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industry committee for use in publicizing peanuts and peanut products and promoting their increased consumption.
(e) It is estimated the funds accruing to the general fund from payments of $12 a ton by growers would be sufficient, after allowing for the maximum promotional funds, to cover the cost of diversion of surplus averaging 8 percent of the total production.
We believe this basic approach offers much promise and we ask your study of the general approach as we continue to work on refinements and coordination with other growers.
IV. SPECIFIC PEANUT LEGISLATION AND PROGRAM OPERATION
1. Minimum national allotment and section 358 (c) (2)
Within the framework of the farm elective programs proposed we recommend enactment of legislation which will accomplish :
Minimum national allotment and section 358 (c) (2): Repeal the present minimum allotment provision whereby the minimum national allotment is now fixed at 1,610,000 acres, so that allotments and quotas for edible purposes could be fixed more closely in line with demand. However, together with and most important, is the necessity to amend section 358 (c) (2) of the Agriculture Adjustment Act of 1938, as amended, so as to remove the discretionary authority of the Secretary and in general assure that the original intent of this section is complied with. We learned the hard way this year just how such discretionary authority can result in putting the program in a bad light.
Section 358 (c) (2) of the act states in part as follows: "Notwithstanding any other provision of law, if the Secretary of Agriculture determines, on the basis of the average yield per acre of peanuts by types during the preceding 5 years, adjusted for trends in yields and abnormal conditions of production affecting yields in such 5 years, that the supply of any type or types of peanuts for any marketing year, beginning with the 1951-52 marketing year, will be insufficient to meet the estimated demand for cleaning and shelling purposes at prices at which the Commodity Credit Corporation may sell for such purposes peanuts owned or controlled by it, the State allotments for those States producing such type or types of peanuts shall be increased to the extent determined by the Secretary to be required to meet such demand but the allotment for any State may not be increased under this provision above the 1947 harvested acreage of peanuts for such State."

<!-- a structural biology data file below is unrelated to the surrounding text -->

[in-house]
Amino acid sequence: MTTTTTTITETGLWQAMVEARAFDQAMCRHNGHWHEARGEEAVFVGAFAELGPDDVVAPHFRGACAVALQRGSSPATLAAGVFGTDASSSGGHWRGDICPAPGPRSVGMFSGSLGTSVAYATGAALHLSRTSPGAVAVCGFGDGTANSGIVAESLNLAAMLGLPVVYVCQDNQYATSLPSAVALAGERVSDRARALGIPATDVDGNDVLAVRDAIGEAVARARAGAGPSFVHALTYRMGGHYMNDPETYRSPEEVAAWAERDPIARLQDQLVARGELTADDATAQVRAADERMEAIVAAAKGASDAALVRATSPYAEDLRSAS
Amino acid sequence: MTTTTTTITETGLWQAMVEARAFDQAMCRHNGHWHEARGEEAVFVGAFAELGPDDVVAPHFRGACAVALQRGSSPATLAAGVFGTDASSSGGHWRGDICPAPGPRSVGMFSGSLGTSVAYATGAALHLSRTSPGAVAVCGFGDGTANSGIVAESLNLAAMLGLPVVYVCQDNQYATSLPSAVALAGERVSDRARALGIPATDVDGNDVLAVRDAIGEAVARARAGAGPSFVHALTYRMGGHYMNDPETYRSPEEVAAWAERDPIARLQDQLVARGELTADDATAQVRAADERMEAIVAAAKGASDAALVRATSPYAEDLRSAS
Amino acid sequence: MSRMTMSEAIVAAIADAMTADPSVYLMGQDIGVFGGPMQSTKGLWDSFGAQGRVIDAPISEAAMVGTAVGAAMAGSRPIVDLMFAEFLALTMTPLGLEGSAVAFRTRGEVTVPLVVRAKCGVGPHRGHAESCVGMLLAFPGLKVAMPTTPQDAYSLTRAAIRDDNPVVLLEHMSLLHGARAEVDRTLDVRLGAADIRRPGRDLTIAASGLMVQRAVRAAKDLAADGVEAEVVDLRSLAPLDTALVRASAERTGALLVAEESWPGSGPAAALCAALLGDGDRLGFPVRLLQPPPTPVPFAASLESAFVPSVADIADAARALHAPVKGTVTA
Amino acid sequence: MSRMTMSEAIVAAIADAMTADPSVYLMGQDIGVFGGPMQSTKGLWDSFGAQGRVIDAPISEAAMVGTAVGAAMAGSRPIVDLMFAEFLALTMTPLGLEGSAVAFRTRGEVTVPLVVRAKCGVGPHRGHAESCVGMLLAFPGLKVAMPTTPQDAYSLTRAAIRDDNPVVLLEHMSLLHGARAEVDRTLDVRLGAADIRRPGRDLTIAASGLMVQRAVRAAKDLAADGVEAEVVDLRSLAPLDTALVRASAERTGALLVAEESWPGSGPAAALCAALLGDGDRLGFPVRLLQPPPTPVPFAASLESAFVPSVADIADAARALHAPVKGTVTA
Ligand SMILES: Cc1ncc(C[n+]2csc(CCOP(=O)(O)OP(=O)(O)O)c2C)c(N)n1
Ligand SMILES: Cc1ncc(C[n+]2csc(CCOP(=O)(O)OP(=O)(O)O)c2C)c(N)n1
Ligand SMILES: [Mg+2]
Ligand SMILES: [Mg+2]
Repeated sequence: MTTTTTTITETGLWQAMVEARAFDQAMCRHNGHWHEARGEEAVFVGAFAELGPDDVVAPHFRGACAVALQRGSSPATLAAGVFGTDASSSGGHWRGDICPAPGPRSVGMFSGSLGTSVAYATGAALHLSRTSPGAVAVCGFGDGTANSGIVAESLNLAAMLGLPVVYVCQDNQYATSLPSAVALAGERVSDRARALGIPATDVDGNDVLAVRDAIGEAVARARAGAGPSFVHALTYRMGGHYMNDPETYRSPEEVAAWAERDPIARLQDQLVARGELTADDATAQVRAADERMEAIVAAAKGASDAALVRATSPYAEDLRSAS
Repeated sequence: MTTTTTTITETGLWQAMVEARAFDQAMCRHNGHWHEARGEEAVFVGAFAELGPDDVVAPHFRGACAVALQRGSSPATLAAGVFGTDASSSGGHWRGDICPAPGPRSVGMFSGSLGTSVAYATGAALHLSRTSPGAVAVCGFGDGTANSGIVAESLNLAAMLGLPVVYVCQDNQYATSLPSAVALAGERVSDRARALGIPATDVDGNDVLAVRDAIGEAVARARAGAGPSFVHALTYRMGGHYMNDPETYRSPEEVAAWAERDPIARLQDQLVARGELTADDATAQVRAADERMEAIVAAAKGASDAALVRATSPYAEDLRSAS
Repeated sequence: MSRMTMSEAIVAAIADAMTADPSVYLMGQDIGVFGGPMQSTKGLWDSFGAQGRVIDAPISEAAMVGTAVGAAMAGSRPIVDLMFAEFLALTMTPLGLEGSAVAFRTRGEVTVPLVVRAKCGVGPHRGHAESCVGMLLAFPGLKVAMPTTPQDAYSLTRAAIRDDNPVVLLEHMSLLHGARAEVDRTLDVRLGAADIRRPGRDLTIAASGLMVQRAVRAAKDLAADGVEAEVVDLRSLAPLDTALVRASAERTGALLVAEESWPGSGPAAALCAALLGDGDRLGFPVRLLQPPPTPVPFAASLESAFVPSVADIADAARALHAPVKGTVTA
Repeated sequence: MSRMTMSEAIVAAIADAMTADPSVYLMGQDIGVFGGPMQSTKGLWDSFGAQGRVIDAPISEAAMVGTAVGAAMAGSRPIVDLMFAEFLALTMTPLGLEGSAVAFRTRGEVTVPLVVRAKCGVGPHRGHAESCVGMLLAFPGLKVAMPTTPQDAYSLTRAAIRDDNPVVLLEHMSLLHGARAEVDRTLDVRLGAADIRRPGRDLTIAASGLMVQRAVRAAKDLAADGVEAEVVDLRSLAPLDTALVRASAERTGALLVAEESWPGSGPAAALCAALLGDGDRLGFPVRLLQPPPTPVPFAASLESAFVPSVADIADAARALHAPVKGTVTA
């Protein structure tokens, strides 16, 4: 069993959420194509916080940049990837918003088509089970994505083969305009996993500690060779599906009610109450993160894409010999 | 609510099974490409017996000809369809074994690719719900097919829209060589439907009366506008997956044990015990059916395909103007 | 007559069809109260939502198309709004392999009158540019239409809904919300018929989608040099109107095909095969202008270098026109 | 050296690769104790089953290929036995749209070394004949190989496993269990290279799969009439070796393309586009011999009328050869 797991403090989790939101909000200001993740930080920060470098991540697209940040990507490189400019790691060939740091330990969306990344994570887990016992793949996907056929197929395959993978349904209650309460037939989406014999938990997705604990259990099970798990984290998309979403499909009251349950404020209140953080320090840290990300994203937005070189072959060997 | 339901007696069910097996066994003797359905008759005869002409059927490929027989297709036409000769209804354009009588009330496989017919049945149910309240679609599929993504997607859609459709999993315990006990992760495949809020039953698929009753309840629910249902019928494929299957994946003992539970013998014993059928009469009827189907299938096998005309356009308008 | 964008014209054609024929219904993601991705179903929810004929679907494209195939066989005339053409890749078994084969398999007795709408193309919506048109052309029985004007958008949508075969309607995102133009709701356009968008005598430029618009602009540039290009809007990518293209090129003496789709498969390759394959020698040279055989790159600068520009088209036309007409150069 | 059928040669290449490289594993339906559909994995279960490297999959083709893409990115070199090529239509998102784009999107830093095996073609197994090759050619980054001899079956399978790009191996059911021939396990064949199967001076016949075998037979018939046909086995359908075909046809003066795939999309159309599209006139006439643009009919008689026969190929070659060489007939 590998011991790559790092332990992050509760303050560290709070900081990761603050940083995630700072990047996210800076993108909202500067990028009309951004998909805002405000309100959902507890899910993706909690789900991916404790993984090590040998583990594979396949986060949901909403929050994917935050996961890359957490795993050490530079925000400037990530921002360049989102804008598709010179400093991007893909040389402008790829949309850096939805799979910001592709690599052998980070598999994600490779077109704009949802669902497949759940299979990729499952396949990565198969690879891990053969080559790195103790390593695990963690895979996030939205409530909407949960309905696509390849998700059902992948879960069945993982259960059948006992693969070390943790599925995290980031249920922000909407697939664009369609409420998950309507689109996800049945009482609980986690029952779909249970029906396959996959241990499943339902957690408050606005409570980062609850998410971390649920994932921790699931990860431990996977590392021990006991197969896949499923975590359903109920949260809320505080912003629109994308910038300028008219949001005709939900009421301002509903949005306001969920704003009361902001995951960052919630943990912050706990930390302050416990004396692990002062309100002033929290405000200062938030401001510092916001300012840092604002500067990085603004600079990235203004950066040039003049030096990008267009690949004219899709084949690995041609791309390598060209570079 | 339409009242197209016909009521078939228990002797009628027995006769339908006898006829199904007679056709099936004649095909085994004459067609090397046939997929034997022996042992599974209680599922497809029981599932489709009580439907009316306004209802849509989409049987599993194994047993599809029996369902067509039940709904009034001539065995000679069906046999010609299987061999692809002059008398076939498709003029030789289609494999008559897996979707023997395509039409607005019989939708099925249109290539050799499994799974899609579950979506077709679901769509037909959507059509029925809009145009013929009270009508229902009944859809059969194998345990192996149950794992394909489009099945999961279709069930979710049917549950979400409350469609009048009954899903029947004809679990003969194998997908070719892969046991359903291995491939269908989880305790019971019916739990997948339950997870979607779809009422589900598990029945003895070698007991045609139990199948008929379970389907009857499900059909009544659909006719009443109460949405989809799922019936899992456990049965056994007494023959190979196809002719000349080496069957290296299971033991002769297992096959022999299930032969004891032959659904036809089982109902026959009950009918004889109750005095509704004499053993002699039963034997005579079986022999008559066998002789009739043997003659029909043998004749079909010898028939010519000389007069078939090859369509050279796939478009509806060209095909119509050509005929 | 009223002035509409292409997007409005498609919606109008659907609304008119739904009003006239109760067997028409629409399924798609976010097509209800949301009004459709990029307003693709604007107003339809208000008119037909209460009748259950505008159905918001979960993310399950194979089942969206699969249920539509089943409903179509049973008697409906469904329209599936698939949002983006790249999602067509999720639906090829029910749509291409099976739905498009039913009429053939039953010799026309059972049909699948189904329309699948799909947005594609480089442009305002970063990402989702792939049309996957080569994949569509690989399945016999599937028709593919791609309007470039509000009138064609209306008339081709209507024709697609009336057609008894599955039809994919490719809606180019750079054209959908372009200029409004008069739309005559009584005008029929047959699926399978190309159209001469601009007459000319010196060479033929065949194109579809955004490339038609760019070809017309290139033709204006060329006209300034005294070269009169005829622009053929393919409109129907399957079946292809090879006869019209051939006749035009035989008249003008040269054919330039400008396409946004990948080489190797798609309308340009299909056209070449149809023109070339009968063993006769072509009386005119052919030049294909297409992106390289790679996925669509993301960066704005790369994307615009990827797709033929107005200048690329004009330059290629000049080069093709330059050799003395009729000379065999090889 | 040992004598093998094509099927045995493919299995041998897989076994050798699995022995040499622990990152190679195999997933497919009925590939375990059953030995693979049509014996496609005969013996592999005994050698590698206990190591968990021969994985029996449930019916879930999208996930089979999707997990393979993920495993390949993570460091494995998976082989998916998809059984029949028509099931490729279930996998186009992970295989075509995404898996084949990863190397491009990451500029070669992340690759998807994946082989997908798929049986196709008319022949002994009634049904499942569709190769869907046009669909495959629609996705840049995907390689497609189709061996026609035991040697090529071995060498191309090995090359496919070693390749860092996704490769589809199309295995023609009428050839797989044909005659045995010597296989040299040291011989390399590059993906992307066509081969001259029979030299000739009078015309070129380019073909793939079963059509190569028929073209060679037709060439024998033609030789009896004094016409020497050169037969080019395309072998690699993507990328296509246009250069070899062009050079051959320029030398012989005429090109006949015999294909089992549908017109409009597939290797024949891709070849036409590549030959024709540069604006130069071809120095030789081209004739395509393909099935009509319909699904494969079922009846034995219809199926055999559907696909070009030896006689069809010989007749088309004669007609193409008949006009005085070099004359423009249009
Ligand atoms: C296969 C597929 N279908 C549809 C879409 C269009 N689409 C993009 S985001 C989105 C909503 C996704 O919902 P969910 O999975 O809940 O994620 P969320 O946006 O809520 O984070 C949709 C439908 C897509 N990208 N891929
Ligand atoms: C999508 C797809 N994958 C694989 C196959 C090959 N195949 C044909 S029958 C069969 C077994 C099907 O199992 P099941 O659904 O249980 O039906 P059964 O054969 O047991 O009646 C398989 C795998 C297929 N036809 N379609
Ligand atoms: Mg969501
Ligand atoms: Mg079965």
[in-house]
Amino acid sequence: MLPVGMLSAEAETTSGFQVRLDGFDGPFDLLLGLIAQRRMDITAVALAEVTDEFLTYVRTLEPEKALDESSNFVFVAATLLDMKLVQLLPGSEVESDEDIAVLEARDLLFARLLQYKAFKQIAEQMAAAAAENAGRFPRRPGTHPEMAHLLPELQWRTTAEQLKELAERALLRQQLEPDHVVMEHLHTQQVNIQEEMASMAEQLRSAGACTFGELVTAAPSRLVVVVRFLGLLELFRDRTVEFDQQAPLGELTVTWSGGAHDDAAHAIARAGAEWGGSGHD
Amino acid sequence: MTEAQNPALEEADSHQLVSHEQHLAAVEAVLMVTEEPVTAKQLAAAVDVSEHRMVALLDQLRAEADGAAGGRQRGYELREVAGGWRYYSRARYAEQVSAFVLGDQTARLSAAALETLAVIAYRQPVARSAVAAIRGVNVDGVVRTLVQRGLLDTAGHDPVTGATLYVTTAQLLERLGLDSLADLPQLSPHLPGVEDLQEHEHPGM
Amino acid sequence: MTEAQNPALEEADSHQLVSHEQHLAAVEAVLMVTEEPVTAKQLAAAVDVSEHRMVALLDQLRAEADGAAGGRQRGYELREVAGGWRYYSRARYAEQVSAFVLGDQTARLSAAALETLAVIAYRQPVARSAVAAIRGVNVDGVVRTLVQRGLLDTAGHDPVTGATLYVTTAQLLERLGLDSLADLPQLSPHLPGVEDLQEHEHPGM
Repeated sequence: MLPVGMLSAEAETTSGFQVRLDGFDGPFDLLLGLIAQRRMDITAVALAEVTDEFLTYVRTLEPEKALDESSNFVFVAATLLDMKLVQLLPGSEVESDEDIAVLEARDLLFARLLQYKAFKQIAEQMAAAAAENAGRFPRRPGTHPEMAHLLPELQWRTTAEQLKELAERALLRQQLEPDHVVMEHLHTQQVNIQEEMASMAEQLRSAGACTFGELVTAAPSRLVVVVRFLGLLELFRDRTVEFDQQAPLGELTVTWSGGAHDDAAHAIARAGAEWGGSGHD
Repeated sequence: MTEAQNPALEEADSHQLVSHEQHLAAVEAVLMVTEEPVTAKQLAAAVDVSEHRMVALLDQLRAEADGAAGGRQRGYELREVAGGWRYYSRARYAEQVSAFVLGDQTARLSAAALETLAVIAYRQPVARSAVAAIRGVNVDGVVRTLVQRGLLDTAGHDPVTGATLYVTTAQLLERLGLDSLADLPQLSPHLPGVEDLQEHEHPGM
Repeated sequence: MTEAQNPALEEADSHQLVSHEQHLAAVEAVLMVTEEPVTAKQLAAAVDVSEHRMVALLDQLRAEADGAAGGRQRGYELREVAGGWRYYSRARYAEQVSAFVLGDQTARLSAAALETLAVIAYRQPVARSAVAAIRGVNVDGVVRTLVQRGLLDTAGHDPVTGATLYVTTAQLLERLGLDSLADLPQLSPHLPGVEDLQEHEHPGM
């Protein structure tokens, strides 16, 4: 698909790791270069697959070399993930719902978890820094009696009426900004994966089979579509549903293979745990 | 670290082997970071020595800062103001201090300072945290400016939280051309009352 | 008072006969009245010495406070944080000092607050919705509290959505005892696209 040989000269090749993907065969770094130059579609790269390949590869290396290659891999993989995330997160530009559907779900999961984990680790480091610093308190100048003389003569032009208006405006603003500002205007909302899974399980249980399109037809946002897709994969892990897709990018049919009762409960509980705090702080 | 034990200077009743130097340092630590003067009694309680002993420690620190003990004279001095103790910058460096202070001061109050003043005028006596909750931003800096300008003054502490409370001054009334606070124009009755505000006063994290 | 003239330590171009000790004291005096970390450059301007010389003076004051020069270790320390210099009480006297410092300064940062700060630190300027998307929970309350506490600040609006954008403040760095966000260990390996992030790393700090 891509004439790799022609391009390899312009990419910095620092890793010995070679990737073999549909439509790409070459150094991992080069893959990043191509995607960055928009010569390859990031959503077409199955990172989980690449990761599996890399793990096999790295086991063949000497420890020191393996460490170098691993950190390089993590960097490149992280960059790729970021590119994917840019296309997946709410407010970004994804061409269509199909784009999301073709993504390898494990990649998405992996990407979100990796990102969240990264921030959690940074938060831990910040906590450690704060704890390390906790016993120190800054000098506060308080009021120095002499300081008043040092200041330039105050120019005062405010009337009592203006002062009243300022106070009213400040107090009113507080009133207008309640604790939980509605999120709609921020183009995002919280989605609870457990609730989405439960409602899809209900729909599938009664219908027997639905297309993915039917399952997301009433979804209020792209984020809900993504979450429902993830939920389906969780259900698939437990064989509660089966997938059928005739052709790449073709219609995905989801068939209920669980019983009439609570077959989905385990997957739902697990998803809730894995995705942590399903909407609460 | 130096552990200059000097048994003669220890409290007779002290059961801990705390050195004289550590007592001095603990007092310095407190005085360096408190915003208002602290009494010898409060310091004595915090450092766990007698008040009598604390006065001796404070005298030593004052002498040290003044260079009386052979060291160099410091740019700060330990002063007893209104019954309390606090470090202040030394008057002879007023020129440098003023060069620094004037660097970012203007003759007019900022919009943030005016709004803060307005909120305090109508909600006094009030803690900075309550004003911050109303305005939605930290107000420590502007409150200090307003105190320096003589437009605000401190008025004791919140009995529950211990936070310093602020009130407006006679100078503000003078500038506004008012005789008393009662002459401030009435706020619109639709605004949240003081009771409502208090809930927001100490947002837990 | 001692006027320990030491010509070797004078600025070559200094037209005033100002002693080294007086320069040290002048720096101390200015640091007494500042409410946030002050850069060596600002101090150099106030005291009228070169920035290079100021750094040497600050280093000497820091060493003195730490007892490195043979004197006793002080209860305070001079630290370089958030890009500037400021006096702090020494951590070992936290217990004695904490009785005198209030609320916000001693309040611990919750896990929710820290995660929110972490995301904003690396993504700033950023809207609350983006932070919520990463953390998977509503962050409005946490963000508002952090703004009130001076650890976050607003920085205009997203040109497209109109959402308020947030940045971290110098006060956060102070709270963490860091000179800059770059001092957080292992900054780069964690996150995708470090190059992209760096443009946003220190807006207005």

Report No. 169, 82d Congress, 1st session, House of Representatives thoroughly explains the legislative intent of section 358 (c) (2). This report states in part as follows: "Probably the most important provision of the accompanying bill is the provision which will assure an ample production of all types of peanuts. One of the important provisions of the Agriculture Adjustment Act of 1938 as amended is section 304 which establishes consumer safeguards. Under that provision it is made the duty of the Secretary of Agriculture to administer the statute so as to provide for the maintenance of a continuous and stable supply of agriculture commodities from domestic production adequate to meet consumer demands at prices fair to both consumers and producers. The provisions of the accompanying bill will enable the Secretary of Agriculture to give full effect to the consumer safeguard provision by permitting him to increase at any time the acreage allotment for any State producing a type of peanut which is in short supply.”